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Re: gc issues

From: Jim Blandy
Subject: Re: gc issues
Date: 14 Sep 2000 11:42:16 -0500

> or maybe it does, after all.
> when the hypothetical future kernel-threaded Guile is running on a
> real multiprocessor machine, is it guaranteed that the tag in the cell 
> will be either the freecell tag or the target tag?  i.e. is there any
> memory coherence guarantee?  I don't think so, but I don't know alot
> about the subject.

You're correct --- the memory coherence guarantees are sometimes weak
on multiprocessor systems.  Even if you do store your tag word last,
other processors might see that store before the other initializing

The POSIX threads spec and the Java thread spec both address this
issue by specifying that locking and unlocking mutexes synchronize
cache with the main memory.  So in order to get this right, you really
need to lock the freelist, initialize the cell, and unlock the
freelist.  Then, the GC can lock the freelist, stop the thread to scan
its stack, and unlock the freelist --- I think this would guarantee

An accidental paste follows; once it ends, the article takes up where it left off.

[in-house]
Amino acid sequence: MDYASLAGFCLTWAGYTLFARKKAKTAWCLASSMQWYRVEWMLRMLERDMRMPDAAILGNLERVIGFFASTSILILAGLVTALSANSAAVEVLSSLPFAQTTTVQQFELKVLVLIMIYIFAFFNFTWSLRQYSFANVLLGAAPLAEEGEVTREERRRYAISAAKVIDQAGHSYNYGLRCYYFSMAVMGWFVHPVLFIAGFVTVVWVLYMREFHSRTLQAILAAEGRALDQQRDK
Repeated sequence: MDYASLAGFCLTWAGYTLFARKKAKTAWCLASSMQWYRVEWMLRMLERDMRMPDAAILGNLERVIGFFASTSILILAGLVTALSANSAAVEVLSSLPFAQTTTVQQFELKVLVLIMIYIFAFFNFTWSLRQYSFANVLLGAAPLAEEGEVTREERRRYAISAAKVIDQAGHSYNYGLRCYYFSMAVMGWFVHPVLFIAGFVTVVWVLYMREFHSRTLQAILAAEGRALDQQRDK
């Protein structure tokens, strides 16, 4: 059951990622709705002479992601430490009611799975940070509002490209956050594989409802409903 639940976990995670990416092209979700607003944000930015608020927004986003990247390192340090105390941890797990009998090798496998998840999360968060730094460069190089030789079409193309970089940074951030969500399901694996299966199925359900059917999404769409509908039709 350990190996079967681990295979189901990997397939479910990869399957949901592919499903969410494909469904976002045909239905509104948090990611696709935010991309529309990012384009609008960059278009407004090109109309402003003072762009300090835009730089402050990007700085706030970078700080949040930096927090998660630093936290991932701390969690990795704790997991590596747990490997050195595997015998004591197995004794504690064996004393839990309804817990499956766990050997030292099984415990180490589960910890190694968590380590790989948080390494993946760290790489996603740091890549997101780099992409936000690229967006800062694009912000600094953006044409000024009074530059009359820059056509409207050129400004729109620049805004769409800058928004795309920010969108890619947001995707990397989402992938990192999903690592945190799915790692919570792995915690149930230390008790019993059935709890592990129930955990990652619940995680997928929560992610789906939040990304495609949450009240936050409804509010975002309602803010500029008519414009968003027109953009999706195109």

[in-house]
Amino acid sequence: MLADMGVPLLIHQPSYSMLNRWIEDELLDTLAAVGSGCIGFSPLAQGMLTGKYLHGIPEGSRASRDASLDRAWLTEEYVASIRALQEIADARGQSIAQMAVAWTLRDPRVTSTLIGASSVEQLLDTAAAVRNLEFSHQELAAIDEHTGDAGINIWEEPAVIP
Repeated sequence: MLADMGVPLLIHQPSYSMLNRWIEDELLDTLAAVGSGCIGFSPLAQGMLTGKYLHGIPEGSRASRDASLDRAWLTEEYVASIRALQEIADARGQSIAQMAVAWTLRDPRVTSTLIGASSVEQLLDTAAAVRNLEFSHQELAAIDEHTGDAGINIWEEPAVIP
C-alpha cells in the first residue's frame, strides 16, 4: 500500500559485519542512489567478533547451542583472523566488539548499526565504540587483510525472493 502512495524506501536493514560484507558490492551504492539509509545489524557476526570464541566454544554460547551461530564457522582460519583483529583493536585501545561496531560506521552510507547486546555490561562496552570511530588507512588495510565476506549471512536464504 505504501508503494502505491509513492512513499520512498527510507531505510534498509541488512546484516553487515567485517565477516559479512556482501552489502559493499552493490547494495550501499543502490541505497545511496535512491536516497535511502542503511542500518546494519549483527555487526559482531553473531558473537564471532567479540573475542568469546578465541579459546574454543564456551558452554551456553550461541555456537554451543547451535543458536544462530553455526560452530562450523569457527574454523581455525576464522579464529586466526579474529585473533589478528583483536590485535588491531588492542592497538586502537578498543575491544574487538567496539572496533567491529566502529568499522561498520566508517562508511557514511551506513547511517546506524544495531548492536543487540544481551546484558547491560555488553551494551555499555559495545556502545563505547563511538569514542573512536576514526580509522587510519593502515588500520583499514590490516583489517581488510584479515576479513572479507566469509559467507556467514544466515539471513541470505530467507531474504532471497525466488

that the GC won't see half-initialized cells.

All the processors I know of do, however, ensure that pointer-sized
stores are seen completely, or not at all.  So even if you don't lock
everything properly, other processors may see your stores out of
order, but they won't see corrupted pointers.  Java promises this, so
I assume it's a decent assumption.

See Chapter 17 of the Java Language Specification.  It specifies
exactly what promises a language implementation must make; I take this
as a decent guide to what you can expect from processors, since the
Java folks expressly didn't want to specify something that couldn't be
implemented efficiently --- like total memory coherence, for example.

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